U.S. court rejects FCC cable ownership limit
By Jeremy Pelofsky and John Poirier
WASHINGTON (Reuters) - A U.S. court struck down a rule limiting a cable company to no more than 30 percent of the pay television market, a victory for companies like Comcast Corp that could spark a wave of industry mergers.
The U.S. Court of Appeals for the D.C. Circuit ruled on Friday that the Federal Communications Commission's rule, adopted in late 2007, was "arbitrary and capricious" and vacated it. The regulation was first set in 1993, but has been repeatedly challenged.
The court sharply criticized the FCC, saying the agency's "dereliction in this case is particularly egregious" because it failed to heed the court's past order to take other providers into consideration when setting a new cap.
"The commission has failed to demonstrate that allowing a cable operator to serve more than 30 percent of all cable subscribers would threaten to reduce either competition or diversity in programing," the court said.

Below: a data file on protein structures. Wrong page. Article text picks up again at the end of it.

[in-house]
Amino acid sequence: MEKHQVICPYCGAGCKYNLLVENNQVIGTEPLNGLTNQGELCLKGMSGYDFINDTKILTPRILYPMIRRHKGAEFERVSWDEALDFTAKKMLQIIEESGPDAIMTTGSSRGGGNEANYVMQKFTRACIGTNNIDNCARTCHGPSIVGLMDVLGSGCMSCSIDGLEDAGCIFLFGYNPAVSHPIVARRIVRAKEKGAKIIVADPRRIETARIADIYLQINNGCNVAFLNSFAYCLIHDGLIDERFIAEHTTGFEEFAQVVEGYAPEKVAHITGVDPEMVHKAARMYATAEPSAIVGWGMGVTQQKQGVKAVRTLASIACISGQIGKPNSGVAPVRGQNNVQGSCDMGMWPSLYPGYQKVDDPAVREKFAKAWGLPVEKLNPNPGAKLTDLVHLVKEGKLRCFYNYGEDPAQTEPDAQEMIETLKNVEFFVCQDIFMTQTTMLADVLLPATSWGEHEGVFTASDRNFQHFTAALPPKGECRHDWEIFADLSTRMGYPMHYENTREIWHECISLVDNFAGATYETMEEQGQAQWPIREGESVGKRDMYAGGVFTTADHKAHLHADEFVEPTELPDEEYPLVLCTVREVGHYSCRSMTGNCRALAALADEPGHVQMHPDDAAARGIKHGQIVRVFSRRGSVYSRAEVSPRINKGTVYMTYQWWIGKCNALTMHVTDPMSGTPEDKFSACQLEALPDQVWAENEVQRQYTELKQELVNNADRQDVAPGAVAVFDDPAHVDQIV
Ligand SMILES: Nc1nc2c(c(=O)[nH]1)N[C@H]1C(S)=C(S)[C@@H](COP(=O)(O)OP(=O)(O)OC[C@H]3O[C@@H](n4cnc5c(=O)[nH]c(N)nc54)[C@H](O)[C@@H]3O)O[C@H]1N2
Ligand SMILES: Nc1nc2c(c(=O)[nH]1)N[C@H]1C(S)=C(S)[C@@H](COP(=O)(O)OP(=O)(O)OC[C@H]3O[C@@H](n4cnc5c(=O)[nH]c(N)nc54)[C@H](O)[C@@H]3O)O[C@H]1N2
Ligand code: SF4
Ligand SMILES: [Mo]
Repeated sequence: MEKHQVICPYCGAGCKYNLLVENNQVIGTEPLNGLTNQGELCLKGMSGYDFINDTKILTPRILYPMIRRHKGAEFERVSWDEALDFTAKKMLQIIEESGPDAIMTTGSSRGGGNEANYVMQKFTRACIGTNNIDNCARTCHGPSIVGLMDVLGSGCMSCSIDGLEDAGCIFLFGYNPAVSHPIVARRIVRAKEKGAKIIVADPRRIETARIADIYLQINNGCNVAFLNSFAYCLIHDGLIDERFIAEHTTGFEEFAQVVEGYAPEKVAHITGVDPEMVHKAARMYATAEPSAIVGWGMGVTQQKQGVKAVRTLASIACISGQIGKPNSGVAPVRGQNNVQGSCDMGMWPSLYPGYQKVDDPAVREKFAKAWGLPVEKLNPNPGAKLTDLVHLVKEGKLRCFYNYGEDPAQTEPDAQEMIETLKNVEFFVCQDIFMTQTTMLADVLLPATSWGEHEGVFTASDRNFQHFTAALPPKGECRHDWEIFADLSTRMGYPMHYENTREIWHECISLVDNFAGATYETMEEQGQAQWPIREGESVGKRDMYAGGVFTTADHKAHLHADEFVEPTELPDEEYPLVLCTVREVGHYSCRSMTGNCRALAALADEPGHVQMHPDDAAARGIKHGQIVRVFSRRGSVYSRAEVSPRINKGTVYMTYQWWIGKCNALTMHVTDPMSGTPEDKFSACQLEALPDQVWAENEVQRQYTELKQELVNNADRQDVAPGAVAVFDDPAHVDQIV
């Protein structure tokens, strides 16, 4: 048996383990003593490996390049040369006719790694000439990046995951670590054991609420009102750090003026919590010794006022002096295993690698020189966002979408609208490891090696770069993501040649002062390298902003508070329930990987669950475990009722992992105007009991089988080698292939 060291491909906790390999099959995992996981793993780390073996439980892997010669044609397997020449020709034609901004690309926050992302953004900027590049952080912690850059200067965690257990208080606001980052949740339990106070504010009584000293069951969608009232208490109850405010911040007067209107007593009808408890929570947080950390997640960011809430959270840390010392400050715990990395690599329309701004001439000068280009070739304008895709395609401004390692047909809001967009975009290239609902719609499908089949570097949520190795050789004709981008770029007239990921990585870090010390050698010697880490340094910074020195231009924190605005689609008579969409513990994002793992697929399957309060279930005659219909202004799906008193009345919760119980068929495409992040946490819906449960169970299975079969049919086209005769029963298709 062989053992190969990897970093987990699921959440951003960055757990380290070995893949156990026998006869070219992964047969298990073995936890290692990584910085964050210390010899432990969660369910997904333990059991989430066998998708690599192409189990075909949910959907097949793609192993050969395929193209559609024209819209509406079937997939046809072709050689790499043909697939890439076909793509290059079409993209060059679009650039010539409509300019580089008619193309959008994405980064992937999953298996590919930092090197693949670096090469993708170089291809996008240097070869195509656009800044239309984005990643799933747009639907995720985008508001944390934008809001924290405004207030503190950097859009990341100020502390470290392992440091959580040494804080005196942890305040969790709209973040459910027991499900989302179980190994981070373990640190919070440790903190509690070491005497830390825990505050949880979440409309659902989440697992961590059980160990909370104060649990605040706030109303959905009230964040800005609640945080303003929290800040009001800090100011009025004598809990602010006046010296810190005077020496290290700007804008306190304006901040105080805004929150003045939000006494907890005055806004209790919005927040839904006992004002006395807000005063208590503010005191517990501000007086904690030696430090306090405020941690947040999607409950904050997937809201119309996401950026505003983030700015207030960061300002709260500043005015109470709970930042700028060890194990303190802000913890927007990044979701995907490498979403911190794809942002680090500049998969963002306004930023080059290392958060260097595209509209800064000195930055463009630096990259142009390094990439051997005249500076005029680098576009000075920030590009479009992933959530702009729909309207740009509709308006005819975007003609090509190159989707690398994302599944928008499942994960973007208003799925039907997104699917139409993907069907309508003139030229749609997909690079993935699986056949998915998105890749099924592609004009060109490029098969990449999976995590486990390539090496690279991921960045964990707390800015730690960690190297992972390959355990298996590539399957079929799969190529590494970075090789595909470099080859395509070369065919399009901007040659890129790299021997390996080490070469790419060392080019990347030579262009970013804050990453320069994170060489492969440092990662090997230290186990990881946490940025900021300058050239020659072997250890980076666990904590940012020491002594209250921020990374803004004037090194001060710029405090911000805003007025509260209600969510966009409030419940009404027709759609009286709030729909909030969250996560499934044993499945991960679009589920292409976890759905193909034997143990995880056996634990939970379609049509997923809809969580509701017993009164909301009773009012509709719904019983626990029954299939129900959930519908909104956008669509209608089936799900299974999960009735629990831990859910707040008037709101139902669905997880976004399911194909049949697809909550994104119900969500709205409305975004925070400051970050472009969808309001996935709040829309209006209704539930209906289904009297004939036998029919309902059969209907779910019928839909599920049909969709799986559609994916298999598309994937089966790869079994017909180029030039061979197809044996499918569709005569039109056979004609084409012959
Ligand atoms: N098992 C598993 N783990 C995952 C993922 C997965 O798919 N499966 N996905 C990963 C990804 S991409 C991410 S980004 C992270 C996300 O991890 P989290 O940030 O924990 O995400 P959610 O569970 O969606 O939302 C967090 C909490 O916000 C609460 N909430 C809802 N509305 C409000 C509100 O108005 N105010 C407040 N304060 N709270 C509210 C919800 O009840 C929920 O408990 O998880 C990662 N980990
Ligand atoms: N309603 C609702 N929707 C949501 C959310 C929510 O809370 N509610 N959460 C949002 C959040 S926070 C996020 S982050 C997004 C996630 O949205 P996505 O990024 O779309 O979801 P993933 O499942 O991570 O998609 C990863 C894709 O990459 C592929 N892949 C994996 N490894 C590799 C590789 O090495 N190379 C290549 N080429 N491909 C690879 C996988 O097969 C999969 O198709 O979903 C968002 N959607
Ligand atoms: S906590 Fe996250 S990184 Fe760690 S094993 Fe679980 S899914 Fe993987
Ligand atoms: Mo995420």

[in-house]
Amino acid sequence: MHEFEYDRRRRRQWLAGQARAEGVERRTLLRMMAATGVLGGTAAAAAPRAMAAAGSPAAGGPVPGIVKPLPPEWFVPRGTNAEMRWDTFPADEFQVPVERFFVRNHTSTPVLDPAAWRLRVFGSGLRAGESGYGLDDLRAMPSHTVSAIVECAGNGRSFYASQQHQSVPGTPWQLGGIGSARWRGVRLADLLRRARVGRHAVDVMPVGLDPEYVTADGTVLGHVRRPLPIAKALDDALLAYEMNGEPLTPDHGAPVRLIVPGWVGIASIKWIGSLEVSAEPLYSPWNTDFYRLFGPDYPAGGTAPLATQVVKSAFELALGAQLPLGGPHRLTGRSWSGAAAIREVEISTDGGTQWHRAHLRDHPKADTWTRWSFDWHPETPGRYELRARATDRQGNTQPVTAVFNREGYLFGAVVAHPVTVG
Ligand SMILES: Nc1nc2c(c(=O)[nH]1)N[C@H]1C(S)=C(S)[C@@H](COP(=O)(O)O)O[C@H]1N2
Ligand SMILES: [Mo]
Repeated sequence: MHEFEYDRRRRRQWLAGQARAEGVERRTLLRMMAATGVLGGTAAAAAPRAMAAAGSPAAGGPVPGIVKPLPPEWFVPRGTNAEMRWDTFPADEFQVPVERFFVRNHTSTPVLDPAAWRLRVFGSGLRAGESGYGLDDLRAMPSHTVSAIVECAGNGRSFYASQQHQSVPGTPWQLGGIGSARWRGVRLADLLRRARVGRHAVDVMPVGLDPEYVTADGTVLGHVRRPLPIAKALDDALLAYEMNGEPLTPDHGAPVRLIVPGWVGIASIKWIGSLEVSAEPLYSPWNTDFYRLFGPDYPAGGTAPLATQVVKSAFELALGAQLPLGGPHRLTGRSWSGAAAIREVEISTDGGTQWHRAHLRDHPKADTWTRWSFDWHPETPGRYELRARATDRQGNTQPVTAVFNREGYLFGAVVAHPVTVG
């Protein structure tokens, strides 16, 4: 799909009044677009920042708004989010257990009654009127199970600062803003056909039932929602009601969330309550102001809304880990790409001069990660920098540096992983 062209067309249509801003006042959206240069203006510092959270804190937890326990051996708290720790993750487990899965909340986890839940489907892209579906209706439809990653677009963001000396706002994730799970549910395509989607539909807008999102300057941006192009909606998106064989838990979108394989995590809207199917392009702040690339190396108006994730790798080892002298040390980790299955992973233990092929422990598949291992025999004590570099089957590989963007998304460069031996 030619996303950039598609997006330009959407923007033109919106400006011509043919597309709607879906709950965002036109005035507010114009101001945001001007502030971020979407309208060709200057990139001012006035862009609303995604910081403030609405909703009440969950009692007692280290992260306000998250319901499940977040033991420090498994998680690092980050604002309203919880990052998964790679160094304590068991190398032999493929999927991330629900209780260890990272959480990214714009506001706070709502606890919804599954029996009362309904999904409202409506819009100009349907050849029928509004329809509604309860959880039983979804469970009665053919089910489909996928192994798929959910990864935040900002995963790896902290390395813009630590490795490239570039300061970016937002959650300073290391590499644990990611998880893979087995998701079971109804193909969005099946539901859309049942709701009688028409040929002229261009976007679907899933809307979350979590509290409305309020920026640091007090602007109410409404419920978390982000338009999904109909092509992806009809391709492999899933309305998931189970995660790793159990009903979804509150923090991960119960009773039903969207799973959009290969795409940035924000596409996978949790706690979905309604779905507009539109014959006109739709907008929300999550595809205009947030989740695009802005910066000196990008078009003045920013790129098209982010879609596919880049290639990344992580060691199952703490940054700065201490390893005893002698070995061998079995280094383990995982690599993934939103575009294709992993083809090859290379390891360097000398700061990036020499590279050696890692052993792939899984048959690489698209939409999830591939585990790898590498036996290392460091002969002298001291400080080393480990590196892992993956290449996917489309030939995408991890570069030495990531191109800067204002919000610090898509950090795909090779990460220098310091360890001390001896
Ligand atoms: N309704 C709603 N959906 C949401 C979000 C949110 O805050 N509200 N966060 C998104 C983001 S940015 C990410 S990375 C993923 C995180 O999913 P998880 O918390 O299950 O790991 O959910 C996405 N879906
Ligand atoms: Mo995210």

The judges pointed to rising competition among video providers, including satellite companies like DirecTV Group Inc as well as telephone companies like AT&T Inc and Verizon Communications Inc, which have been rolling out their own subscription television services.
"Cable operators, therefore, no longer have the bottleneck power over programing that concerned the Congress in 1992." the court said.
Telephone and cable providers over the last few years have been jumping into each other's businesses so they can offer subscribers a package of television and communications services -- a bundle that can help boost their profits.
ROOM FOR MERGERS Continued...